Eight children 'killed or wounded in Yemen every day', despite ceasefire pledge
"Since the Stockholm agreement on 13 December, it is estimated that eight children have been killed or injured in Yemen every day," Michelle Bachelet told the UN Human Rights Council in Geneva.
Yemen's Saudi-backed government and Iranian-linked Houthi rebels agreed in Sweden on a truce that included a ceasefire in Hodeida, a key port on the Red Sea.
But Bachelet said children were currently living in 31 active conflict zones across the country, and witnessing "heavy, war-related violence", including in Taez, Hajjah and Saada.
The Norwegian Refugee Council said earlier this week that 348 civilians had been killed in Hajjah and Taez alone since the Stockholm accord was signed.
The UN rights chief voiced particular concern at the recent escalation in the northern province of Hajjah, where 22 people - 12 children and 10 women - were killed, and another 30, nearly half of them children, were hurt in strikes earlier this month.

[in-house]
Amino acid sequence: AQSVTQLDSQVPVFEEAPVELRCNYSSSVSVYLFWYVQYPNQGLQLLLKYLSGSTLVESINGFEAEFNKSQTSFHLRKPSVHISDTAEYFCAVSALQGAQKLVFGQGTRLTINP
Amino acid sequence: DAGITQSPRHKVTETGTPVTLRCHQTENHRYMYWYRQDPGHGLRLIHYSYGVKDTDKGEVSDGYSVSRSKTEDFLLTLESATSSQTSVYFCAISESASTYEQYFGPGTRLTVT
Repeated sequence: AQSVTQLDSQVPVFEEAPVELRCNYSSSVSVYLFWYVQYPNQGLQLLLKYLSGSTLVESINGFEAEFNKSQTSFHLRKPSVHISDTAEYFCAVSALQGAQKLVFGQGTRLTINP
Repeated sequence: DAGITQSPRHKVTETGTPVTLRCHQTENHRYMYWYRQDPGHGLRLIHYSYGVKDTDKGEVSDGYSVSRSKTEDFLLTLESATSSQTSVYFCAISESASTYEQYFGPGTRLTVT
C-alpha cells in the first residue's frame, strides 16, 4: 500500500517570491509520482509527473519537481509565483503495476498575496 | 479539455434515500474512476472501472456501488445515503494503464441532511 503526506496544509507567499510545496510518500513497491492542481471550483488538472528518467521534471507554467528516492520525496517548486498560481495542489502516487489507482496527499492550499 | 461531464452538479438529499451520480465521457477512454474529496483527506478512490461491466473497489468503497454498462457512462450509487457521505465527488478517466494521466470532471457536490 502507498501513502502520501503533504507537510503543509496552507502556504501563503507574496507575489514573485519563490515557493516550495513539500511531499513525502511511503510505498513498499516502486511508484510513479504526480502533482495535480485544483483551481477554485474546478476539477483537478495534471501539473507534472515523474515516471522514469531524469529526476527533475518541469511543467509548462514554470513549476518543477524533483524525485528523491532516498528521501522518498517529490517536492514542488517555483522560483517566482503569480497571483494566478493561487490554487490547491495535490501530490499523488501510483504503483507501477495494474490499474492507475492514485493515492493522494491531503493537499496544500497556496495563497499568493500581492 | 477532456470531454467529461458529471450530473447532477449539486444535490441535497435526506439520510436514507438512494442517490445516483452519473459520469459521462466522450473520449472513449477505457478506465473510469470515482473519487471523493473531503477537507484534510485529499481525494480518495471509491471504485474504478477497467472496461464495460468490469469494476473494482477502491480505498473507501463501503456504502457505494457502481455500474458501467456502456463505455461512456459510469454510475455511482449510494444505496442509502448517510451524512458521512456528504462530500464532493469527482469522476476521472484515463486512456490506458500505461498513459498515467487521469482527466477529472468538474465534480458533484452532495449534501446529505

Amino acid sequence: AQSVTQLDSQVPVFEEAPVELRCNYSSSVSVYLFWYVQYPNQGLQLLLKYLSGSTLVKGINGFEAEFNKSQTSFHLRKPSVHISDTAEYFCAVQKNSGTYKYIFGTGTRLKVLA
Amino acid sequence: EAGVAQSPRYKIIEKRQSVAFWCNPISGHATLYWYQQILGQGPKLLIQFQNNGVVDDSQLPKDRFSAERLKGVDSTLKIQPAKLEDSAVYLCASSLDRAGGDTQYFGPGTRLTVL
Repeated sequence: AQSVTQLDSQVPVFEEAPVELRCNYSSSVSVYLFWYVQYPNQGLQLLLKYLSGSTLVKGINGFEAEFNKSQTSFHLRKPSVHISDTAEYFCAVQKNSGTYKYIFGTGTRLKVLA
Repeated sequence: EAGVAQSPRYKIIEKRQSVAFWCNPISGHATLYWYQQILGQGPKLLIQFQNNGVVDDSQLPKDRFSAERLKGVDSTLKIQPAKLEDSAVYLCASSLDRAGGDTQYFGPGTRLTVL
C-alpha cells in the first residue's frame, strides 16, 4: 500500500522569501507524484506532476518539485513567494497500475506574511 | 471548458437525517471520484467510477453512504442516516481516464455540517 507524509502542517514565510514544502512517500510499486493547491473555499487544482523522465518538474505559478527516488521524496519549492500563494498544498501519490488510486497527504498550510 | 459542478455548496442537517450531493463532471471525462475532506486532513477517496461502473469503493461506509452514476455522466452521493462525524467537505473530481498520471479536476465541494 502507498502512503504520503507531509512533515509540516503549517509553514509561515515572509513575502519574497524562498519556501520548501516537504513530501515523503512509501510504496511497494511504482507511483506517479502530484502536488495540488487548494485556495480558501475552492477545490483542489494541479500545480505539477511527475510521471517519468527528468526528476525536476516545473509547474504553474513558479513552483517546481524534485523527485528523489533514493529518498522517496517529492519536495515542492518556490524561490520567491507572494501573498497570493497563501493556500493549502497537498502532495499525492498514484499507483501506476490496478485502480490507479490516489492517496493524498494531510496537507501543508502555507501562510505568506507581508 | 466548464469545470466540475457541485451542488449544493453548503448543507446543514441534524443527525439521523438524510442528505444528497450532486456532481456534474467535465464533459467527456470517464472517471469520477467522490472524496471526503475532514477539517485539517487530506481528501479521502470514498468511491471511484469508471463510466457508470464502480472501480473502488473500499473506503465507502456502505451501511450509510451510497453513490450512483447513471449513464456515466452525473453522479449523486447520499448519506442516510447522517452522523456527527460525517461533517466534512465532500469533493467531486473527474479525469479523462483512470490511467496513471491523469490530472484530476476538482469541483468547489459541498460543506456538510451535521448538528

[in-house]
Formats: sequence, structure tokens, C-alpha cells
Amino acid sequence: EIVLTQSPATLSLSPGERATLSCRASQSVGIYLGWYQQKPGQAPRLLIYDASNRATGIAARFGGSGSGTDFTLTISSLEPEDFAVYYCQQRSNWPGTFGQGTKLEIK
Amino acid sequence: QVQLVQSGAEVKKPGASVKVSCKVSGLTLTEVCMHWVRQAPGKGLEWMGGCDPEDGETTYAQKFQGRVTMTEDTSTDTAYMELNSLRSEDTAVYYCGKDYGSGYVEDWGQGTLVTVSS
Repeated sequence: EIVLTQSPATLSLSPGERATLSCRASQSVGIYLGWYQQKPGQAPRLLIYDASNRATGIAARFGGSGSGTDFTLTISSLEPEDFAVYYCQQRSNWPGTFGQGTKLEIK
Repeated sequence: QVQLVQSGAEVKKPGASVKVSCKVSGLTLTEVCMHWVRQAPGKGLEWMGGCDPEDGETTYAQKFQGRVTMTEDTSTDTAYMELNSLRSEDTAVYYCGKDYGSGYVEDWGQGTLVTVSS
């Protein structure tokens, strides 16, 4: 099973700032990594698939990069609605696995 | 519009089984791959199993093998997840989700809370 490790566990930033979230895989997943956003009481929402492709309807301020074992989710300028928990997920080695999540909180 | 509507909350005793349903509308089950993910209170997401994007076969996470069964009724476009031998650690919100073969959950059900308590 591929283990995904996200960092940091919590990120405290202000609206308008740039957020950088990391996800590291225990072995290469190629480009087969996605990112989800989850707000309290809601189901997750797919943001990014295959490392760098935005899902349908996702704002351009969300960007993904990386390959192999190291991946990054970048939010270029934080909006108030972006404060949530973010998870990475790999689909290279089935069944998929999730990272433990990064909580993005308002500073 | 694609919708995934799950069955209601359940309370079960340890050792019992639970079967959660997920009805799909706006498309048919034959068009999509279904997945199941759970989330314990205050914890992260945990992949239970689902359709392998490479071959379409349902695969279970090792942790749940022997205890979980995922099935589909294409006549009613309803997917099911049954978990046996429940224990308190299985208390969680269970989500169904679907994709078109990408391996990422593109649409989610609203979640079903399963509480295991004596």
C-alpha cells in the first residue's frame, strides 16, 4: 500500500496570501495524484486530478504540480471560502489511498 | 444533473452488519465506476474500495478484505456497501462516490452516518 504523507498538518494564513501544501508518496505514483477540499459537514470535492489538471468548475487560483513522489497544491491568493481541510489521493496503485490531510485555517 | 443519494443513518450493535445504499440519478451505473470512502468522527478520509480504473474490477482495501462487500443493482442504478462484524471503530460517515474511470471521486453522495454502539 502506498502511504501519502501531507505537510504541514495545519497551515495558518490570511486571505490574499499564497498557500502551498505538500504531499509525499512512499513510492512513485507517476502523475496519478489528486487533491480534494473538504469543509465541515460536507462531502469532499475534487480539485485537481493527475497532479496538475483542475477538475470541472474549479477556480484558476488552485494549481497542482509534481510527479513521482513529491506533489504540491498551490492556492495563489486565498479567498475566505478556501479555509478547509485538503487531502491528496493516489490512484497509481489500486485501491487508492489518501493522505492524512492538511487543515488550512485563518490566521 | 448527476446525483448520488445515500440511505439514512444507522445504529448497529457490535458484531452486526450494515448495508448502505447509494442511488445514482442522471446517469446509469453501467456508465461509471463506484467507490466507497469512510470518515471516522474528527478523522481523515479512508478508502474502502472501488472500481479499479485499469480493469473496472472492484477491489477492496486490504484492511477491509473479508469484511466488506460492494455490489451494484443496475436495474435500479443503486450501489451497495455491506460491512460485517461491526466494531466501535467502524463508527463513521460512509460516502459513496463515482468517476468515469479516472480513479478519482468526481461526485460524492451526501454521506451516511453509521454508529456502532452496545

Bachelet also warned on Wednesday that "Yemeni civilians, including children, are now more vulnerable and hungrier than at any time since March 2015".
She said more than 2 million children were suffering from acute malnutrition, including 360,000 with severe, acute malnutrition, meaning they are wasting away and risk starvation.
Bachelet's remarks came on the same day that the UN reported an insect infestation in thousands of tonnes of food aid near Hodeida. According to the World Food Programme, the supplies must now be fumigated before being given to feed millions of people.
"WFP carried out a full assessment of the condition of the wheat and laboratory tests confirmed it was infested with insects which has resulted in some hollow grains," said spokesman Herve Verhoosel.
"The wheat needs to be fumigated before it can be milled into flour."
Before the UN lost access in September the Red Sea Mills held 51,000 tonnes of grain, which was enough to feed more than 3.7 million people for a month.
However, Verhoosel said the WFP anticipates the flour yield will be "slightly lower" than normal because of the damage caused by insects.
An estimated 10,000 people have been killed in Yemen since March 2015, when a Saudi-led military coalition intervened in Yemen's war to reinstate the authority of President Abedrabbo Mansour Hadi.
Rights groups say the death toll could be far higher. Save the Children has estimated that 85,000 Yemenis under five years old may have died of starvation.